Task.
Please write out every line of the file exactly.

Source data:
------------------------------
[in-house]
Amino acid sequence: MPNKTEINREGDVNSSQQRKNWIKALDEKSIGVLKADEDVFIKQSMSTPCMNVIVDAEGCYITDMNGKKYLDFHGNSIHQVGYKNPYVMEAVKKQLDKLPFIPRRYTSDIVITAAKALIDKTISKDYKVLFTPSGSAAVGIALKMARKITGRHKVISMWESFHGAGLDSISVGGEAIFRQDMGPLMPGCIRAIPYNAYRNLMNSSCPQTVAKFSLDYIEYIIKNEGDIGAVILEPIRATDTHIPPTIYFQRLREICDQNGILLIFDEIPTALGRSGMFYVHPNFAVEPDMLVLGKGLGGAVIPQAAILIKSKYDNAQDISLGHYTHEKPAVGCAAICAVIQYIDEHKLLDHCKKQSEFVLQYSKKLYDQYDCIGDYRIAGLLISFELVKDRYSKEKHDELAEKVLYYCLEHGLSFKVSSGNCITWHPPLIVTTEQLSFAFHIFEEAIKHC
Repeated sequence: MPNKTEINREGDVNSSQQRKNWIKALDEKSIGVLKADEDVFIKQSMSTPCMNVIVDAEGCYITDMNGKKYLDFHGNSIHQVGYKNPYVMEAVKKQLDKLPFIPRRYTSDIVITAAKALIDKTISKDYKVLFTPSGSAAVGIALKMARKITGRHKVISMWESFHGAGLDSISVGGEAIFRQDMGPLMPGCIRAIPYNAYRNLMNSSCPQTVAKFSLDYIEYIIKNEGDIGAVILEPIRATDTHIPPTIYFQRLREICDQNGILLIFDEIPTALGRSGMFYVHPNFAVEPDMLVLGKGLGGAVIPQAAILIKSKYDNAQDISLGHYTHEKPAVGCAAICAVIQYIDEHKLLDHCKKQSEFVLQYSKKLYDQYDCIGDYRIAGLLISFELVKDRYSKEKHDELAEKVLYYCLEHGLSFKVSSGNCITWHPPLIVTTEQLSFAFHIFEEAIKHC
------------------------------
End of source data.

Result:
[in-house]
Amino acid sequence: MPNKTEINREGDVNSSQQRKNWIKALDEKSIGVLKADEDVFIKQSMSTPCMNVIVDAEGCYITDMNGKKYLDFHGNSIHQVGYKNPYVMEAVKKQLDKLPFIPRRYTSDIVITAAKALIDKTISKDYKVLFTPSGSAAVGIALKMARKITGRHKVISMWESFHGAGLDSISVGGEAIFRQDMGPLMPGCIRAIPYNAYRNLMNSSCPQTVAKFSLDYIEYIIKNEGDIGAVILEPIRATDTHIPPTIYFQRLREICDQNGILLIFDEIPTALGRSGMFYVHPNFAVEPDMLVLGKGLGGAVIPQAAILIKSKYDNAQDISLGHYTHEKPAVGCAAICAVIQYIDEHKLLDHCKKQSEFVLQYSKKLYDQYDCIGDYRIAGLLISFELVKDRYSKEKHDELAEKVLYYCLEHGLSFKVSSGNCITWHPPLIVTTEQLSFAFHIFEEAIKHC
Repeated sequence: MPNKTEINREGDVNSSQQRKNWIKALDEKSIGVLKADEDVFIKQSMSTPCMNVIVDAEGCYITDMNGKKYLDFHGNSIHQVGYKNPYVMEAVKKQLDKLPFIPRRYTSDIVITAAKALIDKTISKDYKVLFTPSGSAAVGIALKMARKITGRHKVISMWESFHGAGLDSISVGGEAIFRQDMGPLMPGCIRAIPYNAYRNLMNSSCPQTVAKFSLDYIEYIIKNEGDIGAVILEPIRATDTHIPPTIYFQRLREICDQNGILLIFDEIPTALGRSGMFYVHPNFAVEPDMLVLGKGLGGAVIPQAAILIKSKYDNAQDISLGHYTHEKPAVGCAAICAVIQYIDEHKLLDHCKKQSEFVLQYSKKLYDQYDCIGDYRIAGLLISFELVKDRYSKEKHDELAEKVLYYCLEHGLSFKVSSGNCITWHPPLIVTTEQLSFAFHIFEEAIKHC